Female Heroes
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Female Heroes

Design his-tory?

Els Kuijpers: I’m utterly serious about my task. On breaking through the tricky business of identity politics and badly-told history: how Dutch Design success story can be problematic, and how simplicity can become a straitjacket. On the method of equality and practising ideas through design.

Els Kuijpers lecturing. Photo courtesy of Els Kuijpers

[introduction: Anna Duszczynska]

Els Kuijpers has been lecturing and teaching at the Royal Academy of Art in Den Haag (visual culture and design theory: history, discourse, method). She is an art historian, design critic, and curator in the field of culture and visual communication. Amongst numerous publications on communication design, she is the author of renowned books about the contemporary masters of Dutch Design: Jan van Toorn and Ootje Oxenaar. (And/Or — Extended, On Contradiction in the Work of Jan van Toorn, Nai/010 Publishers, Rotterdam 2013; Ootje Oxenaar, designer + commissioner,010 Publishers, Rotterdam 2011).

For our creative dialogue, she invited me to her home city — Den Haag. In the midst of the pandemic, on a small bench, in a big and noble Clingendael park, surrounded by rather curious Heron birds, and even more curious passer-byes, we opened up the communication lines.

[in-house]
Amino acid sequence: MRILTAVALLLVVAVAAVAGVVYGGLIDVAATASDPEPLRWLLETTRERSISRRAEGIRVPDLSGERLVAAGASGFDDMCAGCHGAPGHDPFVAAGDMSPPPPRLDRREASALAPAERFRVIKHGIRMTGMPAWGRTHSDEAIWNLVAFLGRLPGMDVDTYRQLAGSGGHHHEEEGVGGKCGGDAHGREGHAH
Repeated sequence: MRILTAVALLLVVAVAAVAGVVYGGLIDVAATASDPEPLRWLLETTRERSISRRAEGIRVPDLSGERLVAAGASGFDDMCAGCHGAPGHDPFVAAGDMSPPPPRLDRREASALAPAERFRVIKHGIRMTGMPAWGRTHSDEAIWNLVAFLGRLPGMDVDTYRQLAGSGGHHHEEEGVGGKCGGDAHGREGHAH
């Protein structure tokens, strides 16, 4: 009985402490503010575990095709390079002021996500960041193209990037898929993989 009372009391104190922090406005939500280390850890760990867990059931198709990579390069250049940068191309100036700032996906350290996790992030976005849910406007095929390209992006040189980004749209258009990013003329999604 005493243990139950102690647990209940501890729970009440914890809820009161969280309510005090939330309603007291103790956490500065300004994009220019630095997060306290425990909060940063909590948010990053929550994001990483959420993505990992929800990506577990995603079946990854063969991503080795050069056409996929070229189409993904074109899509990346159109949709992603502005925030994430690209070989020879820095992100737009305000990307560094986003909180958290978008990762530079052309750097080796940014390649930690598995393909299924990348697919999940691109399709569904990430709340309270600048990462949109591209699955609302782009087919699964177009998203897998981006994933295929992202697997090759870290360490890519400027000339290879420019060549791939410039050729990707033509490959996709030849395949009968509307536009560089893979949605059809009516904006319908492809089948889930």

[AD] We have been living in a world designed for (and by) men. Caroline Criado Perez puts it bluntly into the mainstream debate in her ‘Invisible Women’ book. Here we are — just about to talk about the world that would not pass that ‘visibility’ test. The world of great and famous designers.

[EK] Of great and famous male designers, right?

It is highly problematic that women are not represented enough in this story, in this ‘his-tory’. History is written by men as you imply, it is designed by men, and we can and should dig up the pieces of it to tell another story, too.

I remember the book published in 2007 by Dutch art historian — Marjan Groot: “Vrouwen In de vormgeving 1880–1940” [Women in design]: the result of long-lasting research on the forgotten role of Dutch female designers. It introduced female designers I had never heard of before. Something new in humanities, one of the first within the field of applied arts addressing this painful lack, from a gender perspective.

[AD] If women visibility in design ’his-tory’ is somewhat new — what do we make of it … historically?